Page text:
The New Adam and Eve (From "Mosses From An Old Manse")

The New Adam and Eve (From "Mosses From An Old Manse")

Published On
1883
Language
English
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It is dawn. The east puts on its immemorial blush, although no human eye is gazing at it; for all the phenomena of the natural world renew themselves, in spite of the solitude that now broods around the globe. There is still beauty of earth, sea, and sky, for beauty’s sake. But soon there are to be spectators. Just when the earliest sunshine gilds earth’s mountain-tops, two beings have come into life, not in such an Eden as bloomed to welcome our first parents, but in the heart of a modern city. They find themselves in existence, and gazing into one another’s eyes. Their emotion is not astonishment; nor do they perplex themselves with efforts to discover what, and whence, and why they are. Each is satisfied to be, because the other exists likewise; and their first consciousness is of calm and mutual enjoyment, which seems not to have been the birth of that very moment, but prolonged from a past eternity. Thus content with an inner sphere which they inhabit together, it is not immediately that the outward world can obtrude itself upon their notice.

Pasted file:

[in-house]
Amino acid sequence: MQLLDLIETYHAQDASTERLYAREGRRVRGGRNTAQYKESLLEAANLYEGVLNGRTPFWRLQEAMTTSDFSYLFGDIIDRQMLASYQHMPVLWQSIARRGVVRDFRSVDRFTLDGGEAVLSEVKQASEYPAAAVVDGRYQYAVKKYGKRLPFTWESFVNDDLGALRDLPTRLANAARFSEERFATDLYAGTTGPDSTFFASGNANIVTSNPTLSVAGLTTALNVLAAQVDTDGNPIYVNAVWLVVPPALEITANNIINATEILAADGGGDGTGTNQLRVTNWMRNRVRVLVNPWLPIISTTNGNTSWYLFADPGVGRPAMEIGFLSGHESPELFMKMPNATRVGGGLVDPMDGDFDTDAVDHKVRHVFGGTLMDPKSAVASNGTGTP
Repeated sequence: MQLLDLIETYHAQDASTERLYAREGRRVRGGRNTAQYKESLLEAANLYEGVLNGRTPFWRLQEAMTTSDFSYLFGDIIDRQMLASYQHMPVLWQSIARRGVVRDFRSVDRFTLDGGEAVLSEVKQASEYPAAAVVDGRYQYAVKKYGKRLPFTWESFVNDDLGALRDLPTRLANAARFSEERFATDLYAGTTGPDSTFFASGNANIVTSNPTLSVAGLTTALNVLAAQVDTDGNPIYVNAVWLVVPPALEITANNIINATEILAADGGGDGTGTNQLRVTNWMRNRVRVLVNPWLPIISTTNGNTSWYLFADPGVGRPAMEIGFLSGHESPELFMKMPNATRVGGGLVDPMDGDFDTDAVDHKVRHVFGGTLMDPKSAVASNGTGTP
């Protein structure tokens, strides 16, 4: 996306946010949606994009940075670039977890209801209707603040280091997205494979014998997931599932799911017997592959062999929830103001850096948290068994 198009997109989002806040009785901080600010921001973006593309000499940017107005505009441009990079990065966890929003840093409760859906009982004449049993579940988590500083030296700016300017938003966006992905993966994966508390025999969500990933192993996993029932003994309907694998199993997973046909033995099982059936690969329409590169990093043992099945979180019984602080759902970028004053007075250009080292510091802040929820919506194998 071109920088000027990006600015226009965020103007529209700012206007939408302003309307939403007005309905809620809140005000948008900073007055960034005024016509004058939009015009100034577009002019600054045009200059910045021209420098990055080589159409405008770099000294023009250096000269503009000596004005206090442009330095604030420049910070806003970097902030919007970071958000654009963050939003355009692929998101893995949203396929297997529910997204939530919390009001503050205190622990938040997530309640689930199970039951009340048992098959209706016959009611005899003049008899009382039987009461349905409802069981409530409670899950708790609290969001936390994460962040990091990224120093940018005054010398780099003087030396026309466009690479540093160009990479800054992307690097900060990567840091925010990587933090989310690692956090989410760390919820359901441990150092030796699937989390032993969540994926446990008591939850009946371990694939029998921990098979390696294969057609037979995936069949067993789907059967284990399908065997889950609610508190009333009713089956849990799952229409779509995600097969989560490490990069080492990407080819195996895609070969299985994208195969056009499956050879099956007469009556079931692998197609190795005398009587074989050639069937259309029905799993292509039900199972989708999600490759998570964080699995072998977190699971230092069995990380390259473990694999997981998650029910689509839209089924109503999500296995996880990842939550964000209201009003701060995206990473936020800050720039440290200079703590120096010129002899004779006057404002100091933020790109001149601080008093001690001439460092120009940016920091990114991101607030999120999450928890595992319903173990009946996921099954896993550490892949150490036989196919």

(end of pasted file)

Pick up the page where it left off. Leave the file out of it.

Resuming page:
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Assuredly there are sights enough to throw the new inheritors of earth into a state of hopeless perplexity. The long lines of edifices, their windows glittering in the yellow sunrise, and the narrow street between, with its barren pavement tracked and battered by wheels that have now rattled into an irrevocable past! The signs, with their unintelligible hieroglyphics! The squareness and ugliness, and regular or irregular deformity of everything that meets the eye! The marks of wear and tear, and unrenewed decay, which distinguish the works of man from the growth of nature! What is there in all this, capable of the slightest significance to minds that know nothing of the artificial system which is implied in every lamp-post and each brick of the houses? Moreover, the utter loneliness and silence, in a scene that originally grew out of noise and bustle, must needs impress a feeling of desolation even upon Adam and Eve, unsuspicious as they are of the recent extinction of human existence. In a forest, solitude would be life; in a city, it is death.
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